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  • The demand for cosmetic procedures, both invasive and noninvasive, is increasing dramatically.

  • A thorough consultation is invaluable for patient education and comfort.

  • Patients vary widely in their desires and expectations, and the consultation is the ideal time to tease out a patient’s individual preferences.

image Beginner Pearls

  • The interaction with the front desk sets the stage for everything that follows.

  • Etiquette for a physician’s office staff must be similar to that seen in high-level hotels or retail stores.

image Expert Pearls

  • A cosmetic interest questionnaire that lists problems and procedures the patient wants to discuss helps to streamline the consultation.

  • Use a variant of responsive listening—repeating back to the patient what he or she expressed to the nurse or assistant in the preliminary interview.

image Don’t Forget!

  • The appearance of the reception area is particularly important when treating cosmetic patients.

  • The public generally does not understand that surgery may be less expensive than the combination of nonsurgical procedures necessary to produce desirable results.

image Pitfalls and Cautions

  • Patient expectations must be set by the physician with both clinical and financial boundaries: the patient who expects to pay for one syringe of a filler but requires at least six syringes to attain the desired result will not be satisfied.

  • Body dysmorphic disorder is the most common psychiatric condition seen in patients seeking cosmetic procedures.

image Patient Education Points

  • Be clear that nonsurgical procedures can provide excellent, but still not surgical, results.

  • A physician must say “no” to any treatment they believe is medically or aesthetically inadvisable.

image Billing Pearls

  • Do not automatically write off procedure fees or offer reimbursement without checking with your malpractice carrier; returning money to a patient prior to discussion with your carrier could negate your insurance coverage if the incident is litigated.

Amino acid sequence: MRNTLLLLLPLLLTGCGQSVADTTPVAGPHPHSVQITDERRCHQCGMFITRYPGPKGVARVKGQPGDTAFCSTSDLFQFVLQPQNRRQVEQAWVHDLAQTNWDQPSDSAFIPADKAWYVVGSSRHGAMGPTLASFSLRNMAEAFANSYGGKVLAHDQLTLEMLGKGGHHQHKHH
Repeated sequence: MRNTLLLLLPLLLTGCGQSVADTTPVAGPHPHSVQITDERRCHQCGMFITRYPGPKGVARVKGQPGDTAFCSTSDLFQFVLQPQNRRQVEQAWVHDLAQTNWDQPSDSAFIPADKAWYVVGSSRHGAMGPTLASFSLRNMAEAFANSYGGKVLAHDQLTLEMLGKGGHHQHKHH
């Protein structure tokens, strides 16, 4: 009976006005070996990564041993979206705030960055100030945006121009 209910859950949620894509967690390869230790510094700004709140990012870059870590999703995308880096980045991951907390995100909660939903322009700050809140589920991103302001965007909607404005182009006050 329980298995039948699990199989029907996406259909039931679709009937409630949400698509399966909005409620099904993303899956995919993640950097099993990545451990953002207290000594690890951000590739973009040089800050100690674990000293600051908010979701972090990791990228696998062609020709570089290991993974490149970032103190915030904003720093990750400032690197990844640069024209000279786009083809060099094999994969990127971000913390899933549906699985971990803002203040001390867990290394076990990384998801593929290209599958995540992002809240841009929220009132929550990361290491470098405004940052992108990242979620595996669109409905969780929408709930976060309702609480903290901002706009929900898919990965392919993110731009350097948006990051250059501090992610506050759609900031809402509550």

The demand for cosmetic procedures, both invasive and noninvasive, is increasing. According to the 2016 Consumer Survey on Cosmetic Dermatologic Procedures conducted by the American Society for Dermatologic Surgery (ASDS), the percentage of people considering cosmetic treatment has increased from 30% in 2013 to almost 60% in 2016, with nearly 6 in 10 surveyed considering a cosmetic procedure.1 The top factor influencing their decision to have a procedure was their dermatologist (53%). Thus, a successful consult is critical.2,3


The first contact a prospective patient has with the office is the front desk, whether by phone, online, or in person. That interaction will set the stage for everything else that follows. Phone calls and emails must be answered promptly. Unfortunately, it is estimated that the volume of phone calls to doctors offices has increased up to 50% over the last decade as patients seek help managing approvals for prescriptions (which may be ...

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